Adopting the 2030 Sustainable Development Agenda in September 2015 and its call for socially inclusive and environmentally sustainable economic growth has raised questions about the ways that the oil, gas and mining sectors can positively contribute to sustainable development.1 These resources play a vital role in the global economy and global energy systems (oil, gas and coal consumption constituted more than 85 per cent of primary energy consumption in 2015),2 and they are considered to provide potentially transformative opportunities for many developing and low-income countries.3 However, inappropriate management of these resources leads to significant adverse environmental effects, and can also have detrimental effects on the economic and political outcomes of resource-rich countries (resource curse).4 In response to this challenge, this book perfectly draws a complete picture of the actions required within the extractive industry (EI) value chain for the successful transformation of natural resource wealth into sustainable development, while placing a special emphasis on the importance of institutional structure and governance. The book comes in two versions, printed and electronic.5 The objective of the book is to combine the latest research with experiences in dealing with the EI’s biggest challenges to provide practical options, technical understanding, and good practice for established and new resource-rich developing countries (p 6). The authors are aware of the huge differences among resource-rich countries and instead of providing a guide for best practice, they provided a guide for good practice that should be adapted to different contexts in order to arrive at the best practice for each specific country. While policymakers and civil society groups are explicitly mentioned as the target audience (p 15), the book is also very useful for academic readers to fill current knowledge gaps and provide a comprehensive study of the value chain concept. This book is divided into three parts. Part One encompasses three chapters, which together provide: an excellent introduction and justification for the book; a general and clear picture of the interaction between EI and sustainable development; a brief literature review of the resource curse phenomenon; the potential opportunities and challenges of the extractive sector for the resource-rich host countries; and possible sector development initiatives. Part Three, the largest part of the book includes four chapters, each chapter delving into a stage of the EI value chain (four of five stages are covered in this section and the last stage is examined in Part Three). The stages are: Policy, Legal and Contractual Framework (Chapter 4); Sector Organization and Institutions (Chapter 5); Fiscal Design and Administration (Chapter 6) and Revenue Management and Distribution (Chapter 7). Part Two as a whole delineates ‘good practice’ in the EI value chain. Thus, the reader is given a chance to see and understand the related, but usually separately discussed stages beside each other. The authors of the book correctly emphasize that there is no one-size-fits-all model and that each country must consider many other context-led factors to arrive at the best model for its own situation. Part Three of the book, which is called ‘Toward Good Governance’, has three chapters. As the title suggests, it is about the vital role of good governance (Chapter 10), particularly the transparency and accountability aspects of good governance (Chapter 8), in EI sectors. It also covers the implementation of sustainable development, which is not typically included in discussions of governance and the mining sector. This is covered because, like transparency and accountability, it cuts across the entire EI value chain. In the EI value chain chart, which is presented on the first page of each chapter, sustainable development is shown as being the last stage of the EI value chain. It may be better to show it in a separate box cutting across all stages, as is done with transparency and accountability. This section also provides what must be considered the book’s conclusion (Chapter 10). The two most remarkable features of the book are its interdisciplinary perspective, which is applied throughout the whole book, and the use of the EI value chain concept to structure the book. Analysing the value chain requires knowledge from different disciplines, ranging from law to economics and resource management. The book adopts this interdisciplinary approach successfully, avoiding the adoption of a narrow economic perspective, something which is prevalent in many evaluations of the EI sector. The use of the value chain and the framing of all related subjects and arguments around it provide clarity and comprehensiveness to the book and distinguish it from many other books on the subject. Despite this, a consistent structure could have been applied throughout the book. For example, some chapters have introductions, conclusions and practical tool sections, while other chapters have (synonymous) knowledge cores, summaries and action tools. They are so named due to the different contents they contain, but the international nature of the book’s audience means that consistent titles may be better. Another limitation of the book is that it contains only a very brief conclusion (Chapter 10). It would be better if there was a separate concluding chapter. This book is particularly valuable for practitioners, policymakers and anybody who works in the oil, gas and mining sectors and aims to improve the sector’s governance. Additionally, the book is a valuable resource for students and researchers who are interested in the EI sectors and sustainable development, irrespective of their subjects of study, as they are given a clear, comprehensive and interdisciplinary understanding of the relationship between these sectors and sustainable development. It is a free online book and so readers can easily download it and it has had more than 9000 downloads in less than five months which is clear evidence of its growing popularity and potential impact. Footnotes 1 ‘Mapping the Oil and Gas Industry to the Sustainable Development Goals: An Atlas’ (UNDP 2017) <http://www.undp.org/content/undp/en/home/librarypage/poverty-reduction/mapping-the-oil-and-gas-industry-to-the-sdgs–an-atlas.html> accessed 24 October 2017. 2 ‘World Energy Resources 2016’ (World Energy Council, October 2016)<https://www.worldenergy.org/publications/2016/world-energy-resources-2016/> accessed 24 October 2017. 3 P Collier and AJ Venables (eds) Plundered Nations? Success and Failures in Natural Resource Extraction (Palgrave Macmillan 2011) 1. 4 M Humphreys, JD Sachs and JE Stiglitz (eds) Escaping the Resource Curse (Columbia UP 2007) 3. 5 Please see the following for the online version <http://documents.worldbank.org/curated/en/222451496911224999/Oil-gas-and-mining-a-sourcebook-for-understanding-the-extractive-industries> accessed 24 October 2017. © The Author(s) 2017. Published by Oxford University Press on behalf of the AIPN. All rights reserved.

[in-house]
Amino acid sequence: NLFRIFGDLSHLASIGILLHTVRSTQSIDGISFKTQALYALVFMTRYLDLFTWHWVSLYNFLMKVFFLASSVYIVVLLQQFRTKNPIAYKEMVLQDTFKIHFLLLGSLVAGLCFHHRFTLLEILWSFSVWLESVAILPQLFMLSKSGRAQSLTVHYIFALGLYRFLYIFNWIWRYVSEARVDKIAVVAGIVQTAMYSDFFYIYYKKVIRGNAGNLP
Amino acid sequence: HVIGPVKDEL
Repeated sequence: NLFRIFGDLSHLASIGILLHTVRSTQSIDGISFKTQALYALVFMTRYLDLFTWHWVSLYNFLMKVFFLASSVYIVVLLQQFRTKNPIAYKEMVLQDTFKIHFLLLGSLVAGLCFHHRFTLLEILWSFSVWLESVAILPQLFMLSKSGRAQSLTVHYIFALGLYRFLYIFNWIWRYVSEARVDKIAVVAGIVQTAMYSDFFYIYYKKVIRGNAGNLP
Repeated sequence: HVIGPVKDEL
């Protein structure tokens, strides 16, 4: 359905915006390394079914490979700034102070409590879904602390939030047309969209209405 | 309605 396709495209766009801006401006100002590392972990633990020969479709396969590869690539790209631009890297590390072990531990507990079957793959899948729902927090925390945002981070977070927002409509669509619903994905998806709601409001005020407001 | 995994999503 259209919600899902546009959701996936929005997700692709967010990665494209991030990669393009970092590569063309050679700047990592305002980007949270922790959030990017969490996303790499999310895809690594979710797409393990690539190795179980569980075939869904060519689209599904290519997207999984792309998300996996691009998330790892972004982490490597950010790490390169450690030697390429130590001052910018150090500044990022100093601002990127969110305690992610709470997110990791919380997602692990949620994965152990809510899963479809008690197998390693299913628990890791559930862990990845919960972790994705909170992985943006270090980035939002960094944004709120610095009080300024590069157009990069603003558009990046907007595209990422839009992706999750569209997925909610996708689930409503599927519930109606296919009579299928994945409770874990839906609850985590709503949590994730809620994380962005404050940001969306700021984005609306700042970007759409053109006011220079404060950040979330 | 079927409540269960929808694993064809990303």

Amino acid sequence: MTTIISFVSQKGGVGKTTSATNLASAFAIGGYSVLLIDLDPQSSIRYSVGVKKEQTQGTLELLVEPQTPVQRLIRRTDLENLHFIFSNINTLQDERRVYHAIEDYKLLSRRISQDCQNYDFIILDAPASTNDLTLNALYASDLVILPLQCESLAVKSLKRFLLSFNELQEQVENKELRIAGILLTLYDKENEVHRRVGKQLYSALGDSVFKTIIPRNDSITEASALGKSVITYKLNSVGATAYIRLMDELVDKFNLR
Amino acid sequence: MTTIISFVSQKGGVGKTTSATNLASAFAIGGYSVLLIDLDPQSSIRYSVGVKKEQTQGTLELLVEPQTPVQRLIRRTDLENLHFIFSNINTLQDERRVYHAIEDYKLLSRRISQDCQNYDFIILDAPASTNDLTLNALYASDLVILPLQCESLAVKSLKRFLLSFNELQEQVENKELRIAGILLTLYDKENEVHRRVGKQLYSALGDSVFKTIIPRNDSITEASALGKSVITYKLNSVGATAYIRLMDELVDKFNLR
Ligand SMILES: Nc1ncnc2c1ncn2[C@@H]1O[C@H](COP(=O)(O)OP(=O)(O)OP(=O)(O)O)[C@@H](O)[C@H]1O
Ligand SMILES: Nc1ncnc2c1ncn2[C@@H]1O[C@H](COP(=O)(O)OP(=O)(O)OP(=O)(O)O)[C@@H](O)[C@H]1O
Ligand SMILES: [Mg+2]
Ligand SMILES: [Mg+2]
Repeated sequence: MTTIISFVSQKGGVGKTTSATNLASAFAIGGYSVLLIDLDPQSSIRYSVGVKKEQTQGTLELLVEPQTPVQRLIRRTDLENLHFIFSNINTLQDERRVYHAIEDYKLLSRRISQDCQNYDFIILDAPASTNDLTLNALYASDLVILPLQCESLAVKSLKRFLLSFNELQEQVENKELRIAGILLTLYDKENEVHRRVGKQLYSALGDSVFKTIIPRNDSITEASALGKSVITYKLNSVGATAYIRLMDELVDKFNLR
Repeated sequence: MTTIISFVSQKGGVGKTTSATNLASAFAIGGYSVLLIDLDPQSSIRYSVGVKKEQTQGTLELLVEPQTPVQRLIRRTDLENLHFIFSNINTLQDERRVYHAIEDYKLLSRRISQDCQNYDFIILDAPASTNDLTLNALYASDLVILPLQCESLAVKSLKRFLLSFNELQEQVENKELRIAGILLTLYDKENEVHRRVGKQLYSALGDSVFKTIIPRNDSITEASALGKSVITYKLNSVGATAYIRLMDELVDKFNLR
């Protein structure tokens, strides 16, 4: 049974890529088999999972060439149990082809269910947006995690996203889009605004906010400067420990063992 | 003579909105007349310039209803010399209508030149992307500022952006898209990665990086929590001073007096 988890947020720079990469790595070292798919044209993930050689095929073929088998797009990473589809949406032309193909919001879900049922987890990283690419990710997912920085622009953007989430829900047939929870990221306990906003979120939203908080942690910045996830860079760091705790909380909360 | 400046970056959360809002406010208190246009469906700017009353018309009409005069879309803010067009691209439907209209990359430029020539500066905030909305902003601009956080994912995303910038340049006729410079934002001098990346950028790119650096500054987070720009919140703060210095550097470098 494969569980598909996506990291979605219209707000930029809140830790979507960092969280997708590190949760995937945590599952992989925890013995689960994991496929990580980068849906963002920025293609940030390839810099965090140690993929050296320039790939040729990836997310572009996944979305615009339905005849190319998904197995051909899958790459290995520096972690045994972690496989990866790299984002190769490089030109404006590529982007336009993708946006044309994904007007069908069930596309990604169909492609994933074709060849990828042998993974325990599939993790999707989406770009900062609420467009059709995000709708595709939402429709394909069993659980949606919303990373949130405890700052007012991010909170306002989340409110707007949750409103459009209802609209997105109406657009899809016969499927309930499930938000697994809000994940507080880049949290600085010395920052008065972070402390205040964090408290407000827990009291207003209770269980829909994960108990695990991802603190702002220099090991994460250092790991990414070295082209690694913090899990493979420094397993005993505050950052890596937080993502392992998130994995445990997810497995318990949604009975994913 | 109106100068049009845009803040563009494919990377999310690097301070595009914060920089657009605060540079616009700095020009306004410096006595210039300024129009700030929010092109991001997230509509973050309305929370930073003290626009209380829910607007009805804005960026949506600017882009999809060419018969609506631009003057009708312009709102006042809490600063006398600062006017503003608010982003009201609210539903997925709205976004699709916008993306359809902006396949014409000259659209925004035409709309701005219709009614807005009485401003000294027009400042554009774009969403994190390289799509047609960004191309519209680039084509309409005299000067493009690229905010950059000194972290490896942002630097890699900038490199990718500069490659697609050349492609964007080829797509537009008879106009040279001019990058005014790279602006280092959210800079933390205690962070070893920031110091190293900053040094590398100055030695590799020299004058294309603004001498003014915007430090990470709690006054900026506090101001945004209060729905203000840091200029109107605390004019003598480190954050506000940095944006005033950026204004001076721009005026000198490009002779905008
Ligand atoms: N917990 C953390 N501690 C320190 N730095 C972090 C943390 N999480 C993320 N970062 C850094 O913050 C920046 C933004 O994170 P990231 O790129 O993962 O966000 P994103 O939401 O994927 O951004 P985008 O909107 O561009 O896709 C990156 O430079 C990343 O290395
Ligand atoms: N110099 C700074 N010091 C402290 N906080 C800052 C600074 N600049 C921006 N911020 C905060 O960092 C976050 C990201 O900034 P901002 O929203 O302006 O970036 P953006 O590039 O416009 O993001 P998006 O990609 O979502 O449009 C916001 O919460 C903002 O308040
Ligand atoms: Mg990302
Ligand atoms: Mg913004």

Journal of World Energy Law and Business – Oxford University Press
Published: Mar 1, 2018